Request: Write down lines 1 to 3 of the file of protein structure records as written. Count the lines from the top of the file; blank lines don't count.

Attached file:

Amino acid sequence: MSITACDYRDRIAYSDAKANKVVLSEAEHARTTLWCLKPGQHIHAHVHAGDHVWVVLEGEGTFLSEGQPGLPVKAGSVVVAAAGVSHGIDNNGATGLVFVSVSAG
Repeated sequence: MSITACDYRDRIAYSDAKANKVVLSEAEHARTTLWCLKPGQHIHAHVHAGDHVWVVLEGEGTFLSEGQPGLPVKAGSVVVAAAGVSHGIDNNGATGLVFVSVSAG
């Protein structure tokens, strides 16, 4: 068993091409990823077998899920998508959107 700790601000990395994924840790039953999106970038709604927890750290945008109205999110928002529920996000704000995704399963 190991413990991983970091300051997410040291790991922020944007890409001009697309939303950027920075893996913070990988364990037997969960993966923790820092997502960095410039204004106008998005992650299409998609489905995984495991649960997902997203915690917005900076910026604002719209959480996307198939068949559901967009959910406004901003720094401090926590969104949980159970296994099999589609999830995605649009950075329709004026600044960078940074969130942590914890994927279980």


Amino acid sequence: MSITACDYRDRIAYSDAKANKVVLSEAEHARTTLWCLKPGQHIHAHVHAGDHVWVVLEGEGTFLSEGQPGLPVKAGSVVVAAAGVSHGIDNNGATGLVFVSVSAG
Repeated sequence: MSITACDYRDRIAYSDAKANKVVLSEAEHARTTLWCLKPGQHIHAHVHAGDHVWVVLEGEGTFLSEGQPGLPVKAGSVVVAAAGVSHGIDNNGATGLVFVSVSAG
């Protein structure tokens, strides 16, 4: 068993091409990823077998899920998508959107 700790601000990395994924840790039953999106970038709604927890750290945008109205999110928002529920996000704000995704399963 190991413990991983970091300051997410040291790991922020944007890409001009697309939303950027920075893996913070990988364990037997969960993966923790820092997502960095410039204004106008998005992650299409998609489905995984495991649960997902997203915690917005900076910026604002719209959480996307198939068949559901967009959910406004901003720094401090926590969104949980159970296994099999589609999830995605649009950075329709004026600044960078940074969130942590914890994927279980």